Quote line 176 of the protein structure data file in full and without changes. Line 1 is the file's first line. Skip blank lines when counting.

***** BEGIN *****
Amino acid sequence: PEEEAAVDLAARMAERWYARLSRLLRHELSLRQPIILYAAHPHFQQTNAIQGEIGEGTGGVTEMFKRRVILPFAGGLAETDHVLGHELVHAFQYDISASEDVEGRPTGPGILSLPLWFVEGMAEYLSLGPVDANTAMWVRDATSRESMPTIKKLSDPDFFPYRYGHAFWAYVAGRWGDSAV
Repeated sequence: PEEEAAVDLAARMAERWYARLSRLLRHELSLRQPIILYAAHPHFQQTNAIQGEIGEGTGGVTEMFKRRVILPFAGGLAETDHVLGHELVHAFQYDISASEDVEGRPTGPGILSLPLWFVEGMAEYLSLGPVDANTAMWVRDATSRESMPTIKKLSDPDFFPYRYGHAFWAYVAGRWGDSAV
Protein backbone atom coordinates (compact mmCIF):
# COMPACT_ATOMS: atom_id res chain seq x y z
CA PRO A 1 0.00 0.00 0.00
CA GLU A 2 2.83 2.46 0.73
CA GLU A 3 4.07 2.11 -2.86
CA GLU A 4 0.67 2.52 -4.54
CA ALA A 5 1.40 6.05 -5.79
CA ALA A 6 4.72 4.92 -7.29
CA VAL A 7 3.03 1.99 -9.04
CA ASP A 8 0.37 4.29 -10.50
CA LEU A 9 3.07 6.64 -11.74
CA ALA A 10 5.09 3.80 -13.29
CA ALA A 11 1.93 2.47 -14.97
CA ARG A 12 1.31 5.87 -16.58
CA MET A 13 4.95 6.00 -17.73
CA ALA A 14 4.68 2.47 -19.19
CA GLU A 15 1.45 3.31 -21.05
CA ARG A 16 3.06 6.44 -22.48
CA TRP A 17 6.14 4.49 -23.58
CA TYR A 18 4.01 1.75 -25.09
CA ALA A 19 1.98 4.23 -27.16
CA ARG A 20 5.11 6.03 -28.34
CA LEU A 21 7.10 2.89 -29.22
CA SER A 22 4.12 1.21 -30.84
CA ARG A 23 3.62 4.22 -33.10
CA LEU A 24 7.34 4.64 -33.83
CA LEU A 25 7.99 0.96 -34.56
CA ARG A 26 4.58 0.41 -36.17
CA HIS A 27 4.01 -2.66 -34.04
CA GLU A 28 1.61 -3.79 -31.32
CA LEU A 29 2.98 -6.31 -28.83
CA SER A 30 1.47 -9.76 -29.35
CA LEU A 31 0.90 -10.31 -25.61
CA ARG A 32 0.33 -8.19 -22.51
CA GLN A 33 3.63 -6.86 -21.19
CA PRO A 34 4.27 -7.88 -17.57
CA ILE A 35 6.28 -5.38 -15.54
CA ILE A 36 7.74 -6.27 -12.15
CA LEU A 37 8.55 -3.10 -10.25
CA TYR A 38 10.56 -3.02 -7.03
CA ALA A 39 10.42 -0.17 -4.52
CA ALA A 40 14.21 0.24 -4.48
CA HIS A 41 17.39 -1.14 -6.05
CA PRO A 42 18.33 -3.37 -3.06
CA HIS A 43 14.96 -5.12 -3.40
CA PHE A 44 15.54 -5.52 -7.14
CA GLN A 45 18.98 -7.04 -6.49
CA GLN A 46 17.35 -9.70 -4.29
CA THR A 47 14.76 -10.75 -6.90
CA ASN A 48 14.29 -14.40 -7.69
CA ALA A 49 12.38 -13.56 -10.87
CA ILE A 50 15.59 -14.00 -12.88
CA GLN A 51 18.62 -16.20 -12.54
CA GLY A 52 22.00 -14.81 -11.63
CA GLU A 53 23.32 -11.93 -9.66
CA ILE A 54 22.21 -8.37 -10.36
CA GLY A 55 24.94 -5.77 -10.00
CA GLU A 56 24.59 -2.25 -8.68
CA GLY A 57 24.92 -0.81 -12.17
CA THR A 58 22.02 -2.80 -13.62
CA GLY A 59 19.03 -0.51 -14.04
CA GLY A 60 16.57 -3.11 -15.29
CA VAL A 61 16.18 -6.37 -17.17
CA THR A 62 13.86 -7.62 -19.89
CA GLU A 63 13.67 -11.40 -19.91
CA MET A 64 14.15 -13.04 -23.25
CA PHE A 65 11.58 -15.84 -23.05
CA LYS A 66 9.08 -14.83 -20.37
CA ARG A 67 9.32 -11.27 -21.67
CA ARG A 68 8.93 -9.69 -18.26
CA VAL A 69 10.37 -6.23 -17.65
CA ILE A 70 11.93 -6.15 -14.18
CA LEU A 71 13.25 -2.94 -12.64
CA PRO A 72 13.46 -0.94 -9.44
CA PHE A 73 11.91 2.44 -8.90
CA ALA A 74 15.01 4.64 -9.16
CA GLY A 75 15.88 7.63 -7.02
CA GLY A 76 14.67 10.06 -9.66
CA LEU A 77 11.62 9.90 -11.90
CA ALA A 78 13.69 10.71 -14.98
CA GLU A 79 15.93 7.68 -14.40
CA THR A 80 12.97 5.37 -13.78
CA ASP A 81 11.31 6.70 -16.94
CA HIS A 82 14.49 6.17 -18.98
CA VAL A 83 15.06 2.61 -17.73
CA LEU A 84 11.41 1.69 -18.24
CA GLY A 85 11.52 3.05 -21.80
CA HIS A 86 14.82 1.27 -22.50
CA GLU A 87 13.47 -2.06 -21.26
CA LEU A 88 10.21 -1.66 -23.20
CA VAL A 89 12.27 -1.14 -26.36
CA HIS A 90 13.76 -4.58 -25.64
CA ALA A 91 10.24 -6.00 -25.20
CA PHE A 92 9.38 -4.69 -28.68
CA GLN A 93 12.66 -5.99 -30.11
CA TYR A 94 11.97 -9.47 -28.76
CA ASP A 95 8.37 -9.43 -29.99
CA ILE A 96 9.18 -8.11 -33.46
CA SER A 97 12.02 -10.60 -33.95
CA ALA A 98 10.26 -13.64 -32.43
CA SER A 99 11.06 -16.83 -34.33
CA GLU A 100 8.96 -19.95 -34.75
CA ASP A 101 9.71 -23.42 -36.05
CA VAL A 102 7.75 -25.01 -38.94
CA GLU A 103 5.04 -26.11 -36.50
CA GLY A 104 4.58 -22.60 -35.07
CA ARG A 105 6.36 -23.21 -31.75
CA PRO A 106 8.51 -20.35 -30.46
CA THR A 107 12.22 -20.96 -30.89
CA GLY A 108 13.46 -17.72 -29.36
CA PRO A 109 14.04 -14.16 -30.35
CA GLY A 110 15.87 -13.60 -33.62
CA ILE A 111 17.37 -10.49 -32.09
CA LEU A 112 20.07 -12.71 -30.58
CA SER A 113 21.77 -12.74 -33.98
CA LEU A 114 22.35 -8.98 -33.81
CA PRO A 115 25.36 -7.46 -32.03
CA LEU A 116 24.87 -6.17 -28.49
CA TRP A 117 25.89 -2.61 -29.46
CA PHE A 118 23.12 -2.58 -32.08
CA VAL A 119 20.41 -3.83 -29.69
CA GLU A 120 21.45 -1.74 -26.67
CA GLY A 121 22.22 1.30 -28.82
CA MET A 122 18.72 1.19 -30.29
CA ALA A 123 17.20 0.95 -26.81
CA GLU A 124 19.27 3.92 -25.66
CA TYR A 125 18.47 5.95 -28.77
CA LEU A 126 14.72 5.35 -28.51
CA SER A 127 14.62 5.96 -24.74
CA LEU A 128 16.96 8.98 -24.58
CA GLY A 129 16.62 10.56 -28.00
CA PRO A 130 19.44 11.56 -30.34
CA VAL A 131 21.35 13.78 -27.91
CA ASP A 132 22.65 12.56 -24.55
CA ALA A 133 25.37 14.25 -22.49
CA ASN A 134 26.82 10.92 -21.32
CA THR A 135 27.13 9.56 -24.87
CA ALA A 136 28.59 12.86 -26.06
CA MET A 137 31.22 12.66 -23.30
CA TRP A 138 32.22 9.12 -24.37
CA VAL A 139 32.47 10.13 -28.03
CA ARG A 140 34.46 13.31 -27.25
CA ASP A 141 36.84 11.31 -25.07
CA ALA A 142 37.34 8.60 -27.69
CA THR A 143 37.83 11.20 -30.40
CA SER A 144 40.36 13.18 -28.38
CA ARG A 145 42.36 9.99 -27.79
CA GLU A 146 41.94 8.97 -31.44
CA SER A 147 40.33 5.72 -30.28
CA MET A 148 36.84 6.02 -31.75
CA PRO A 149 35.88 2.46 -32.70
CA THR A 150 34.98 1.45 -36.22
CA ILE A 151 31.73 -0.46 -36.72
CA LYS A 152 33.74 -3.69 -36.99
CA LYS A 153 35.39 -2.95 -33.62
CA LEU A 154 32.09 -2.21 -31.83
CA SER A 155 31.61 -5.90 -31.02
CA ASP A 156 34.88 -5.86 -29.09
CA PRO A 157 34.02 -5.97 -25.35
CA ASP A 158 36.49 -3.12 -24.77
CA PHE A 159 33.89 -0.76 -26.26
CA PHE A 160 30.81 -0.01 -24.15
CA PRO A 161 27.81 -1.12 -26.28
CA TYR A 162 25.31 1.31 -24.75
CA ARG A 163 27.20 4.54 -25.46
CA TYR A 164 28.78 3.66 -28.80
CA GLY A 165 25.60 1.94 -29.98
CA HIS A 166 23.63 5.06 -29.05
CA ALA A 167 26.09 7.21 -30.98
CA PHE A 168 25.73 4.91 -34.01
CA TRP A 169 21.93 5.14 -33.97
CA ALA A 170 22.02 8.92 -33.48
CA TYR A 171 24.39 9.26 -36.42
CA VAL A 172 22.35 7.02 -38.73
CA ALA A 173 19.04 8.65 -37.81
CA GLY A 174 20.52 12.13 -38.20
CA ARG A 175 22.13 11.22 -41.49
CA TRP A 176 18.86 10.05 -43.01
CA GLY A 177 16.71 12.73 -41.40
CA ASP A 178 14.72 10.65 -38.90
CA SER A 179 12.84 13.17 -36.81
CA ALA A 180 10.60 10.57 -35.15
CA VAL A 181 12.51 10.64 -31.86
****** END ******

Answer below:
CA VAL A 172 22.35 7.02 -38.73